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Extreme heat deaths higher among seniors and in cities with more renters, study says

A new report by Statistics Canada says deaths in the country's 12 highest-population cities go up on days when there is extreme heat. The sun rises over the Toronto skyline on Saturday, May 1, 2021. THE CANADIAN PRESS/Frank Gunn
Original Publication Date June 19, 2024 - 11:21 AM

TORONTO - Deaths in Canada's 12 most populous cities go up during extreme heat waves and people aged 65 and older are at higher risk than those who are younger, says a Statistics Canada report released Wednesday.

The cities examined were: Brampton, Ont.; Calgary; Edmonton; Hamilton; Mississauga, Ont.; Montreal; Ottawa; Quebec; Surrey, B.C.; Toronto; Vancouver and Winnipeg.

Cities with larger proportions of renters had higher risks of death during extreme heat waves.

That's in line with previous research that suggests people who rent are less likely to have air conditioning than people who own their homes, StatCan research analyst Matthew Quick said in an interview.

That elevated risk could also signal an equity issue, said Dr. Anna Gunz, an associate professor of medicine at Western University in London, Ont.

"Are rental properties also places where there might be a little bit of a green desert and people aren't living close to trees and parks and other pieces of green space that we also know can ambiently cool the area?" said Gunz, who specializes in climate change and heat.

The study looked at daily mortality data for two decades between 2000 and 2020 and also found that the risk of heat-related deaths was higher in cities where extreme heat was less common, including Vancouver and Surrey.

Although the data can't show cause, one possible explanation could be that those cities have fewer adaptation measures, such as air conditioning, than other cities, Quick said.

"(Or) maybe people are more aware of the impacts of extreme heat and adjust their daily routines accordingly," he said of people in places that see more extreme heat.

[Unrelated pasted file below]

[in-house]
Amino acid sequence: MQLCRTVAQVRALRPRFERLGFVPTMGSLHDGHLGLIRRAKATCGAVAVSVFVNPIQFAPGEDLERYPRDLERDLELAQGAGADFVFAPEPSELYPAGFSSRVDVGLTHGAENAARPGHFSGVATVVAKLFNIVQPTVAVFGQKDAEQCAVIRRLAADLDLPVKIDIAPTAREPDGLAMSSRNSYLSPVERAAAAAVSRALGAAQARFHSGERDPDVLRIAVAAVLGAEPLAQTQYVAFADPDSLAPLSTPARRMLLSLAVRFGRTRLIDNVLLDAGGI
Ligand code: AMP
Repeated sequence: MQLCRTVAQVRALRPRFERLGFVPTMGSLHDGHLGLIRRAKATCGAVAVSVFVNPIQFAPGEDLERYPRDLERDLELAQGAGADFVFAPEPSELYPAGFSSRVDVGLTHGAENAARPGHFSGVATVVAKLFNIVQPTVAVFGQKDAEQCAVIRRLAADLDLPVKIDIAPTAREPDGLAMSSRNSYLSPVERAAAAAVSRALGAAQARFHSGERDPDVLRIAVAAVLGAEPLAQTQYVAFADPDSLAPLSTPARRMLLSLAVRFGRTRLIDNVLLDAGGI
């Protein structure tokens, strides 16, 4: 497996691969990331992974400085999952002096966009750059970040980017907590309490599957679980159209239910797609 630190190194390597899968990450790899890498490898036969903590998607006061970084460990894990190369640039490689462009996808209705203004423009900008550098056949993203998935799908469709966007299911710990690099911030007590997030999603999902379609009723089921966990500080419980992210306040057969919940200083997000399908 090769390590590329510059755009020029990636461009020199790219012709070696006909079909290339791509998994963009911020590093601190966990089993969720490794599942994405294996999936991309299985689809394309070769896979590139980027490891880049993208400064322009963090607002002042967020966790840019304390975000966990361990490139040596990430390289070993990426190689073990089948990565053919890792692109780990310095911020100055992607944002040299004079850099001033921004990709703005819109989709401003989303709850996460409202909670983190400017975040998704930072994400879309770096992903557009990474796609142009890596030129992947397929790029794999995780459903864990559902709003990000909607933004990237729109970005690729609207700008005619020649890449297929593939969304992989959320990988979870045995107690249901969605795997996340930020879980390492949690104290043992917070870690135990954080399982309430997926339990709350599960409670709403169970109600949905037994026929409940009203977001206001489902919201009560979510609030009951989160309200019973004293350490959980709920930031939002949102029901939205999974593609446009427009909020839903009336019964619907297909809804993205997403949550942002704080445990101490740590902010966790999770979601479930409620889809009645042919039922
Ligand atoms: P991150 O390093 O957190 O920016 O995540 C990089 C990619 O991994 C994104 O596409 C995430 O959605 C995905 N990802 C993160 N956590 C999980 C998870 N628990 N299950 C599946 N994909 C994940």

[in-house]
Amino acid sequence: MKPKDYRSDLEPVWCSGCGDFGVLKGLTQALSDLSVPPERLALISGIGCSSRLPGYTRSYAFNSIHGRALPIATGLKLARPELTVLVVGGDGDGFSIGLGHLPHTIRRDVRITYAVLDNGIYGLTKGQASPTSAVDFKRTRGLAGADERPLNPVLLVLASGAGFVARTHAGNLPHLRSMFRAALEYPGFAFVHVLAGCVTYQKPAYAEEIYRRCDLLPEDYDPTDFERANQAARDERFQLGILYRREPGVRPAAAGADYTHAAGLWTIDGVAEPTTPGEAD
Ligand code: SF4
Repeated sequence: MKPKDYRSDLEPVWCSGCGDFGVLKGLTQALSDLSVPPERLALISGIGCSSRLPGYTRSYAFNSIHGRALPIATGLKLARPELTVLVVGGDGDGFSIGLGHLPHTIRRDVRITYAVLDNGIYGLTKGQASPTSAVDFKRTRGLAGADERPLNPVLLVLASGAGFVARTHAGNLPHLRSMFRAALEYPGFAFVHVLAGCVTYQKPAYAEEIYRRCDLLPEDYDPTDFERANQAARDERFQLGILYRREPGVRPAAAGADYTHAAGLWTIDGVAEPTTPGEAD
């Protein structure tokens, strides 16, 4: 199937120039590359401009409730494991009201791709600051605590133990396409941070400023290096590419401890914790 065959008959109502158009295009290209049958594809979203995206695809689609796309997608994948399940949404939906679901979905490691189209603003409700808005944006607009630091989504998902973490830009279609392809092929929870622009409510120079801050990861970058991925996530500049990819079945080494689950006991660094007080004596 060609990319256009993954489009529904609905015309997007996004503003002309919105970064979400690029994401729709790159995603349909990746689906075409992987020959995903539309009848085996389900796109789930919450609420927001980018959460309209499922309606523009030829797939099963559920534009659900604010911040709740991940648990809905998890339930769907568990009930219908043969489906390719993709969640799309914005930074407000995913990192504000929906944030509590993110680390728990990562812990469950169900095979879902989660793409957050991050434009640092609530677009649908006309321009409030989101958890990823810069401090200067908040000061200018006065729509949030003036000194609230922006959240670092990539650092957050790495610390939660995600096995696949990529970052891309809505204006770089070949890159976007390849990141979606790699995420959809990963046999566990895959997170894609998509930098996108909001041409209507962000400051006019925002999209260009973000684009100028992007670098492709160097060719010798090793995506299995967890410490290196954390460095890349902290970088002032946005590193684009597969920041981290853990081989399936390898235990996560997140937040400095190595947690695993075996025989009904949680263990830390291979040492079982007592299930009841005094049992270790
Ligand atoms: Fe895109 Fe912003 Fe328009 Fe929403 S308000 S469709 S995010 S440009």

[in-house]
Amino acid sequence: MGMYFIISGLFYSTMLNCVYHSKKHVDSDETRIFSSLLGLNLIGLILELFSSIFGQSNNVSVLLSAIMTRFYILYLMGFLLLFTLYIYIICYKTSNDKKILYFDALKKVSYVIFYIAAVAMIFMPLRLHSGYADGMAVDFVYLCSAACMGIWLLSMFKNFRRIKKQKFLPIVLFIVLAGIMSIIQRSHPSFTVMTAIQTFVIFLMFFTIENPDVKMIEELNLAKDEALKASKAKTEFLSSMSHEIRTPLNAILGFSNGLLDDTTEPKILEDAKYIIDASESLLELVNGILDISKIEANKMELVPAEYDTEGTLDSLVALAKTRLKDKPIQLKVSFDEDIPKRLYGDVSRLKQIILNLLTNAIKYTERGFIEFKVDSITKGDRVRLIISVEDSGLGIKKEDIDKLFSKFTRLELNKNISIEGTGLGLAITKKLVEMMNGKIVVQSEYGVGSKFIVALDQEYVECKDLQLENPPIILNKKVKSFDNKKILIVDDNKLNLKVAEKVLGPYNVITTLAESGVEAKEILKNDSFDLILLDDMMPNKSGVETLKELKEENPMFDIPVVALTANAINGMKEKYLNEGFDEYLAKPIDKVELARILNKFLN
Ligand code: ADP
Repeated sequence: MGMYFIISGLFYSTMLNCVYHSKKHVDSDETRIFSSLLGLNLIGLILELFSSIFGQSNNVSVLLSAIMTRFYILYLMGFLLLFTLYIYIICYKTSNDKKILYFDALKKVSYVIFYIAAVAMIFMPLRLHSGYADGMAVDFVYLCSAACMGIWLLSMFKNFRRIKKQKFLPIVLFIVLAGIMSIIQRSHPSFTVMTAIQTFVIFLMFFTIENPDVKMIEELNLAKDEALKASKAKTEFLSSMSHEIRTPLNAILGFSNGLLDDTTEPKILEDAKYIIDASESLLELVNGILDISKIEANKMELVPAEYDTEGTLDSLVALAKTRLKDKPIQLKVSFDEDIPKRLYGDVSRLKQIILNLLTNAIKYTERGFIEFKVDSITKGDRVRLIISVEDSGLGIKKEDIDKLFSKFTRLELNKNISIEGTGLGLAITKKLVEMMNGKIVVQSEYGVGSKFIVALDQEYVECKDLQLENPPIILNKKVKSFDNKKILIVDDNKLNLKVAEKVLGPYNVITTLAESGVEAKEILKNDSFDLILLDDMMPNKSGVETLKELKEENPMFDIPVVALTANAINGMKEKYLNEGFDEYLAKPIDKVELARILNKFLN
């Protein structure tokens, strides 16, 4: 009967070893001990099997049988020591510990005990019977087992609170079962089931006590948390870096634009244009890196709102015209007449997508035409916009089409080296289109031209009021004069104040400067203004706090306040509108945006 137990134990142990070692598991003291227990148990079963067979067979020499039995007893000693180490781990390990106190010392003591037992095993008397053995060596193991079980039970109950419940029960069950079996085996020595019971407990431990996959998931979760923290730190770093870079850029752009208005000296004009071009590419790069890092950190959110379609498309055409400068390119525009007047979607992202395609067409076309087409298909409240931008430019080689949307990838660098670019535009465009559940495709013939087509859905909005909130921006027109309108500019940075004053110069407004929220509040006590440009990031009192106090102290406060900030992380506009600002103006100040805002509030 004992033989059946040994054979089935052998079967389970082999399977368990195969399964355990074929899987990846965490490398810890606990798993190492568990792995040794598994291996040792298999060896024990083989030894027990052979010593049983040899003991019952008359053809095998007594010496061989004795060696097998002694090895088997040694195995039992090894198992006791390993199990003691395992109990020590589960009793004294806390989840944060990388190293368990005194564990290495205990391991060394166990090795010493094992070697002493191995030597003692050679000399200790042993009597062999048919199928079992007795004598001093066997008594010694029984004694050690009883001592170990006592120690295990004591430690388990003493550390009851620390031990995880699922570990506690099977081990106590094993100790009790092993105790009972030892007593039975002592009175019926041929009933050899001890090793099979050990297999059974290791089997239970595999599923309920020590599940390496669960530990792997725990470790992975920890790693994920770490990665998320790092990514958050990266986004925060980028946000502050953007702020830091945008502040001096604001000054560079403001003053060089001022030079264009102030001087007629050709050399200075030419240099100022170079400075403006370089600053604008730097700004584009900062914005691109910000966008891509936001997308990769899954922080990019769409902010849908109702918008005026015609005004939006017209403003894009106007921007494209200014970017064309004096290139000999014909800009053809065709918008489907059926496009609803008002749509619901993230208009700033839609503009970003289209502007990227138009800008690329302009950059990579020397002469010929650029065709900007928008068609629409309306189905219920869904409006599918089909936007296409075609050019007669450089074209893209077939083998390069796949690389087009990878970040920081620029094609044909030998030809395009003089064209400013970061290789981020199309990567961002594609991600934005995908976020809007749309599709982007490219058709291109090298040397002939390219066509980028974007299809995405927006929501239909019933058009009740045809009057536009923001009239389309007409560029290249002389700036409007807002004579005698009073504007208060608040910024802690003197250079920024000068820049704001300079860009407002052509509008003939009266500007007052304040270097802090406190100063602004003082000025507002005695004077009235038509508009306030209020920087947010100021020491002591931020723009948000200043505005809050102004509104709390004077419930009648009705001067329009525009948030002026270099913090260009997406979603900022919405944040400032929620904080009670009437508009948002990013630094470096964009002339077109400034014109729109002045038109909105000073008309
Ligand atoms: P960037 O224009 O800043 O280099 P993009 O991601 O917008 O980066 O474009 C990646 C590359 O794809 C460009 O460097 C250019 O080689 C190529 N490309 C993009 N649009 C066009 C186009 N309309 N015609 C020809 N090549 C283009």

The study looked at respiratory, cardiovascular and "non-accidental" deaths during heat waves. "Non-accidental" is a non-specific category that includes deaths that weren't caused by accidents such as car crashes or poisonings, Quick said.

Seniors in both Montreal and Toronto had higher rates of deaths due to respiratory causes on extremely hot days, according to the data.

People age 65 and older in Montreal also had higher risk of cardiovascular deaths during extreme heat waves.

"It's well known in the scientific literature that high temperatures, extreme heat is associated with higher risks of death, more hospitalizations, more emergency calls, these types of health outcomes," Quick said.

But past research looked at deaths after specific extreme heat events and this study took a broader approach, he said.

"What this study aimed to do was to be very high-level, to look across a range of different cities and climates in Canada and try and understand the average impact over 21 years."

This report by The Canadian Press was first published June 19, 2024.

Canadian Press health coverage receives support through a partnership with the Canadian Medical Association. CP is solely responsible for this content.

News from © The Canadian Press, 2024
The Canadian Press

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